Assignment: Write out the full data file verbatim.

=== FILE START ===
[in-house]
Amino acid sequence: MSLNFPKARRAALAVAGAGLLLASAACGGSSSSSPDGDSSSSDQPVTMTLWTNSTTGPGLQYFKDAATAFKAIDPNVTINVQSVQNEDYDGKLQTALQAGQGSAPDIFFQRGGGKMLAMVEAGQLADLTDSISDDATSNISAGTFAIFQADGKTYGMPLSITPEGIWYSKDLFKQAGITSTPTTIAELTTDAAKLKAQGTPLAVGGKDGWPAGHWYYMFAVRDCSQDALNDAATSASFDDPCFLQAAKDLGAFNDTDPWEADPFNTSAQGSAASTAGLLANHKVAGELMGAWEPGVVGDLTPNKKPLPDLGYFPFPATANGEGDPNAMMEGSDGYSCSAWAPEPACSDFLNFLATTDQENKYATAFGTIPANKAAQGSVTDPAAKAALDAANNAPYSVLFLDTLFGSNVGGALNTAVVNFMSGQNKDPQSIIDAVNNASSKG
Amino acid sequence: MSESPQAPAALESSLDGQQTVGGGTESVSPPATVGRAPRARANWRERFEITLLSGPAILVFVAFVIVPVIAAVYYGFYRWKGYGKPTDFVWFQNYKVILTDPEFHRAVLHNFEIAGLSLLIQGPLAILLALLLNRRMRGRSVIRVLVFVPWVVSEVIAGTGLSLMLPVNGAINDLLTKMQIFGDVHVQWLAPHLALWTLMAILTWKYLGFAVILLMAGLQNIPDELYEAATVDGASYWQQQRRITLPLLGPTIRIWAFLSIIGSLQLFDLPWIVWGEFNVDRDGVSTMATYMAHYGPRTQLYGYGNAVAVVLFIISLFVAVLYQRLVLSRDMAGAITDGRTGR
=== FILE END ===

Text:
[in-house]
Amino acid sequence: MSLNFPKARRAALAVAGAGLLLASAACGGSSSSSPDGDSSSSDQPVTMTLWTNSTTGPGLQYFKDAATAFKAIDPNVTINVQSVQNEDYDGKLQTALQAGQGSAPDIFFQRGGGKMLAMVEAGQLADLTDSISDDATSNISAGTFAIFQADGKTYGMPLSITPEGIWYSKDLFKQAGITSTPTTIAELTTDAAKLKAQGTPLAVGGKDGWPAGHWYYMFAVRDCSQDALNDAATSASFDDPCFLQAAKDLGAFNDTDPWEADPFNTSAQGSAASTAGLLANHKVAGELMGAWEPGVVGDLTPNKKPLPDLGYFPFPATANGEGDPNAMMEGSDGYSCSAWAPEPACSDFLNFLATTDQENKYATAFGTIPANKAAQGSVTDPAAKAALDAANNAPYSVLFLDTLFGSNVGGALNTAVVNFMSGQNKDPQSIIDAVNNASSKG
Amino acid sequence: MSESPQAPAALESSLDGQQTVGGGTESVSPPATVGRAPRARANWRERFEITLLSGPAILVFVAFVIVPVIAAVYYGFYRWKGYGKPTDFVWFQNYKVILTDPEFHRAVLHNFEIAGLSLLIQGPLAILLALLLNRRMRGRSVIRVLVFVPWVVSEVIAGTGLSLMLPVNGAINDLLTKMQIFGDVHVQWLAPHLALWTLMAILTWKYLGFAVILLMAGLQNIPDELYEAATVDGASYWQQQRRITLPLLGPTIRIWAFLSIIGSLQLFDLPWIVWGEFNVDRDGVSTMATYMAHYGPRTQLYGYGNAVAVVLFIISLFVAVLYQRLVLSRDMAGAITDGRTGR